High Tea With Noel And Cole
WordStage is honored to provide the entertainment for the third annual afternoon High Tea to benefit the T.W. Wood Gallery & Arts Center. We offer the attendees of this elegant event a whirlwind tour of the lives and music of these two fast friends, sometime rivals, and geniuses of the British and American Musical Stage. Join WordStage Company members Daniel Bruce, Lisa Jablow, William Pelton and Tim Tavcar as they present a program of frothy favorites, wicked wittisms, and terrific tunes form there master of memorable melodies and High Society hijinks.
Please note – Advance reservations are REQUIRED for this event. Call 802-828-8743 for tickets and information.
Eccentricities of the Velvet Gentleman
Only decades after his death in 1925 was French composer Erik Satie hailed as a genius of contemporary classical music. His work was extremely simple in structure, yet innovative and marked by a characteristic wit. His reliance on unusual harmonic configurations was a reaction against the heavy, symbol-rich music of his era, a time when the works of Romantic European composers like Richard Wagner were still very much in vogue, and the highly decorated Impressionism of his friend, Claude Debussy, was ascendant. Satie left a relatively scarce body of work behind, most of it written for the piano. But his groundbreaking use of bitonal or polytonal elements would become a hallmark of twentieth-century modernist music.
Mentor and collaborator of the likes of Debussy, Ravel, Stravinsky, Jean Cocteau, Pablo Picasso, and Serge Diaghilev, Satie’s music transcended the accepted norms of Romanticism and Impressionism of the time and influenced generations of French composers that followed. A prolific writer and cartoonist, Satie wrote fantastic diaries he titled Memoirs of an Amnesiac and was a regular contributor to such magazines as the Dadaist 351 and the publication that was, and continues to be, the arbiter of contemporary style and taste, Vanity Fair. It is from these sources the text of this WordStage presentation is derived.
The Musical Circle of John Singer Sargent
“Had he chosen to become a musician, he would have risen to eminence in one way or the other, in our Art.”
This was said by the composer Charles Loeffler of arguably the finest portrait painter of the late nineteenth/early twentieth century, The very cosmopolitan American artist, John Singer Sargent. An accomplished pianist himself, Sargent often punctuated his studio sessions by playing the music of some of the composers who became friends and confidantes, throughout his prolific career. Brahms, Fauré, Debussy, Ravel, Charles Loeffler and Percy Grainger were all artistic intimates of Sargent’s, who used his personal wealth and position in High Society, especially in England and later in New England, to inspire their music and advance their careers.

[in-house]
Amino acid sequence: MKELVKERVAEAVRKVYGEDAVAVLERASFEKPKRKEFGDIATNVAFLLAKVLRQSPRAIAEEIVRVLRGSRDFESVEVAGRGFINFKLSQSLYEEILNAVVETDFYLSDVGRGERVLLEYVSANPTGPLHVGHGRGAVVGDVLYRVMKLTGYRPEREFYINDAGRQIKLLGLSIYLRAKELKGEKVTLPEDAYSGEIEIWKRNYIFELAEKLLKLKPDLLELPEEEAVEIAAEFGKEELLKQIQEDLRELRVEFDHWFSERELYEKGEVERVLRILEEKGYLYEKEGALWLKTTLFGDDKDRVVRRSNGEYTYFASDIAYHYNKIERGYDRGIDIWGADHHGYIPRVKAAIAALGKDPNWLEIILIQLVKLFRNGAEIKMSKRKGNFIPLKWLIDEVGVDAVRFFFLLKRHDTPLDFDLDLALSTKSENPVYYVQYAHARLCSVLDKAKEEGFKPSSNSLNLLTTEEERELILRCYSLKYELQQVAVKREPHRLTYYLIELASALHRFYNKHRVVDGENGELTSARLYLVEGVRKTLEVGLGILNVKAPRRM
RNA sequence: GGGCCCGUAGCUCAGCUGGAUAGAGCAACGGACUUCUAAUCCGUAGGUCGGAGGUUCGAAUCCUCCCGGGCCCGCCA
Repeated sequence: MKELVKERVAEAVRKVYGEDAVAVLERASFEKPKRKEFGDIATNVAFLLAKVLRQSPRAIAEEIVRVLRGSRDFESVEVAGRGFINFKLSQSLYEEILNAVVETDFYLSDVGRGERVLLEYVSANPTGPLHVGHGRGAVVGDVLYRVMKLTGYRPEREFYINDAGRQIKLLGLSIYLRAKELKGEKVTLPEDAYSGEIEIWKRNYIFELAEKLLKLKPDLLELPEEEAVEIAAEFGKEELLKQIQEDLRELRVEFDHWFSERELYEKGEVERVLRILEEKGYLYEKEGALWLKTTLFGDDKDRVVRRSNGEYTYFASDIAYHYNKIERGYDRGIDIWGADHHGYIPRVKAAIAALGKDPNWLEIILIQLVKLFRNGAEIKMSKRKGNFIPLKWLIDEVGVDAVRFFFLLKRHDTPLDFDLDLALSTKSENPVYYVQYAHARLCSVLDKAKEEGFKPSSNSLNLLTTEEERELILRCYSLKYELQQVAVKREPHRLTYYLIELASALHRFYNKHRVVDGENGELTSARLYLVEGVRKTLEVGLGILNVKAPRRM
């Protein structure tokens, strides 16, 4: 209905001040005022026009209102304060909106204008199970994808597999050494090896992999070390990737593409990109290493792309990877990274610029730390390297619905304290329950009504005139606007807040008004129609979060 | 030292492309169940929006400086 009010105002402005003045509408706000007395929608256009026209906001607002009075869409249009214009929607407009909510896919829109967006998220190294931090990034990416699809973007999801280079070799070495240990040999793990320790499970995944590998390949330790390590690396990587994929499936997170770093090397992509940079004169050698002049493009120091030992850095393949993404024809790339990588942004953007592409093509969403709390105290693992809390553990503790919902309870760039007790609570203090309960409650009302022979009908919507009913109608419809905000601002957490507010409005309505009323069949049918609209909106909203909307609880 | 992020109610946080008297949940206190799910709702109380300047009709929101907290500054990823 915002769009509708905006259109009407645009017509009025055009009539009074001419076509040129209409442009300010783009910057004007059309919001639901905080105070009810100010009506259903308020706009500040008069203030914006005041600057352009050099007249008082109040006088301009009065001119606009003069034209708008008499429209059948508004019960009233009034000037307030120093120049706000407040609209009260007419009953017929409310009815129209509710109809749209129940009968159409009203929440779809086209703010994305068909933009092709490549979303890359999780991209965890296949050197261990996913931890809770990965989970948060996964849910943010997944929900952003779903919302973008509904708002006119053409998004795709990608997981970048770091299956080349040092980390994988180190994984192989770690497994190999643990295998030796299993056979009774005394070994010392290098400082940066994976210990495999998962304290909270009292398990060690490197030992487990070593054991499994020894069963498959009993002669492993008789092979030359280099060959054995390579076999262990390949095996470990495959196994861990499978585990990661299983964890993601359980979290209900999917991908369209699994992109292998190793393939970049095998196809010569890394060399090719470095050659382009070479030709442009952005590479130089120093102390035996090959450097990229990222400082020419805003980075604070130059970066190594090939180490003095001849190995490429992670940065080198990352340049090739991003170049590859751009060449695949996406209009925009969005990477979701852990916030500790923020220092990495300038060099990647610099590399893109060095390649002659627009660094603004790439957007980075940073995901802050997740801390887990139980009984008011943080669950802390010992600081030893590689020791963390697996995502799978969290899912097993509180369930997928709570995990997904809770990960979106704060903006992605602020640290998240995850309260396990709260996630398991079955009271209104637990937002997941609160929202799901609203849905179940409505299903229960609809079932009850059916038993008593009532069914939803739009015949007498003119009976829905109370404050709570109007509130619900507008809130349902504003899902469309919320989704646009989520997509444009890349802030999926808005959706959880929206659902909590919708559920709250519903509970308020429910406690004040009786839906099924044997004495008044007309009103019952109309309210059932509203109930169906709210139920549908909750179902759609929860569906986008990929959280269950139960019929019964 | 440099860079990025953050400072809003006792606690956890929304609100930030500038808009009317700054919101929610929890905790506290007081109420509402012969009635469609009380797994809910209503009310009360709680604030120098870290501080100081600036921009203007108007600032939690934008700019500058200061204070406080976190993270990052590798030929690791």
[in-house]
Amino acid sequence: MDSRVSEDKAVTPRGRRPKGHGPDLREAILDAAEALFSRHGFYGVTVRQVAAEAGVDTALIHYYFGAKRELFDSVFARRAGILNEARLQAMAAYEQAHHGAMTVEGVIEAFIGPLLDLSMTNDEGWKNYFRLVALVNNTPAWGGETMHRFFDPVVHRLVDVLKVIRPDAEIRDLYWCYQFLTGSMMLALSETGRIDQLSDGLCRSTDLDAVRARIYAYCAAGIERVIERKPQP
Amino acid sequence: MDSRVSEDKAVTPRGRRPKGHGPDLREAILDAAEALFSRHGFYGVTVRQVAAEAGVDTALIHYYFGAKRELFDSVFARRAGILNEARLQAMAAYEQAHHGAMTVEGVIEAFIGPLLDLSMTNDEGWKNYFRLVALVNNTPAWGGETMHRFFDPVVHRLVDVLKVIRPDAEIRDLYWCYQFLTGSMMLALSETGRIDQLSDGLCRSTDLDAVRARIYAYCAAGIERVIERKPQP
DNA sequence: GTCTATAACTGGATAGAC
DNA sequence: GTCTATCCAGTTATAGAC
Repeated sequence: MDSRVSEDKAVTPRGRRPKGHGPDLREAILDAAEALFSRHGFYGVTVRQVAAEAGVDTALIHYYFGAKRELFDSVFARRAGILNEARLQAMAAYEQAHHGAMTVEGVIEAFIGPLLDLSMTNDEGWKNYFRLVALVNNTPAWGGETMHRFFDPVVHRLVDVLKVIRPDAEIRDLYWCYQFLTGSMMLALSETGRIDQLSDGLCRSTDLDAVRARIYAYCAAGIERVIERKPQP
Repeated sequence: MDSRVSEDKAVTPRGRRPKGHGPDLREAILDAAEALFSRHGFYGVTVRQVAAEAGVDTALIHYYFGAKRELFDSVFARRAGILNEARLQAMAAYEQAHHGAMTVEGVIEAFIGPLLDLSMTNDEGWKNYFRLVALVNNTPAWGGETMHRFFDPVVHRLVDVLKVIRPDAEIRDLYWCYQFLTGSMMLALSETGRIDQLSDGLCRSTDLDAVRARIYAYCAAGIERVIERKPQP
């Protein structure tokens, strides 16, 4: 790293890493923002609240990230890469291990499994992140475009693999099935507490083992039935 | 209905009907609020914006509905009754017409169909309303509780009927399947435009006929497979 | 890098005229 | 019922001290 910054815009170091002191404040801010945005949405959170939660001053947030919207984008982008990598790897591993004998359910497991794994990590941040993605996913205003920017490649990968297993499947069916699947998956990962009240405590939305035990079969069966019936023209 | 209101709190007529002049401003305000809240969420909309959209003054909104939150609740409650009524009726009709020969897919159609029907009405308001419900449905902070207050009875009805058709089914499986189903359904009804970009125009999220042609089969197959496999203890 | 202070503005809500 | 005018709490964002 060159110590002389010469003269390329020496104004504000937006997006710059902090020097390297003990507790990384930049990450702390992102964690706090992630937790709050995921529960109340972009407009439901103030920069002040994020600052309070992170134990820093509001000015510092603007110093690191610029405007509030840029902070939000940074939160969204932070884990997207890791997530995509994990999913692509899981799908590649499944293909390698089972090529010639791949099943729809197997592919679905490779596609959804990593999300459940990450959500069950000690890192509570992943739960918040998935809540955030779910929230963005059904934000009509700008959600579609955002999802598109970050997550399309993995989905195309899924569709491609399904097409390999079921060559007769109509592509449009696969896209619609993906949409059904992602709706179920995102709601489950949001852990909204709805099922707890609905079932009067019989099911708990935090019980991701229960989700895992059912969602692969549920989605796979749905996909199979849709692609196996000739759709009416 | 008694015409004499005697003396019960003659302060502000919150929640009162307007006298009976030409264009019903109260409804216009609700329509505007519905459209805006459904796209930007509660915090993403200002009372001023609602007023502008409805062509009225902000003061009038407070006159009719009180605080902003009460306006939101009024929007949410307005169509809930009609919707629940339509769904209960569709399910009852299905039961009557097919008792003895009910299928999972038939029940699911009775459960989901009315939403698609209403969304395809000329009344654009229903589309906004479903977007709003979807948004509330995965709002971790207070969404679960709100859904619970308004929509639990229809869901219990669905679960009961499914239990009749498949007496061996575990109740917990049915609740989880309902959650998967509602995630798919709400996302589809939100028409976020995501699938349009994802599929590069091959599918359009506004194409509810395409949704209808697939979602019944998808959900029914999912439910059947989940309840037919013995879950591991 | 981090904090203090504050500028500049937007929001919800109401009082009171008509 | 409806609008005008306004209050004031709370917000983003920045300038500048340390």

This WordStage presentation is derived from Sargent’s own recollections of his life and work and observations of his musical colleagues which trace the development of an artistic mutual admiration society among its members.
This collaboration, by way of its warm and affectionate existence, proved to be a happy and lifelong marriage between the visual and performing arts throughout Europe and the Eastern United States.
Edgar Allan Poe Spooktakular!
“I became insane, with long intervals of horrible sanity.” Edgar Allan Poe (1809-1849)
Edgar Allan Poe was best known to his own generation as an editor and critic. His poems and short stories commanded only a small audience. But to some extent in his poems, and to an impressive degree in his tales, he pioneered in opening up areas of human experience for artistic treatment at which his contemporaries only hinted. Poe’s classic poem “The Raven” cemented his reputation as a black-feathered literary master of the macabre. His vision asserts that reality for the human being is essentially subterranean, contradictory to surface reality, and profoundly irrational in character. Two generations later he was hailed by the Symbolist movement, particularly in France through the translation of his works by the poet Stéphane Mallarmé, as the prophet of the modern sensibility.
This WordStage presentation will feature some of Poe’s most memorable Tales & Poems, including The Conqueror Worm, The Cask of Amontillado, The Tell-Tale Heart and, of course, The Raven, read by actors Michael Mauldin, Christine Sell and Tim Tavcar.
Poe’s phantasmagoric poetry and prose will be underscored and enhanced by properly eerie and atmospheric Pipe Organ Music, played on the West Shore Universalist Church’s 1963, 3 manual 33 rank Holtkamp organ played by Akron Organist, Accompanist of the Akron Symphony Orchestra Chorus and Music Director of the Episcopal Church of Our Saviour, Richard Shirey.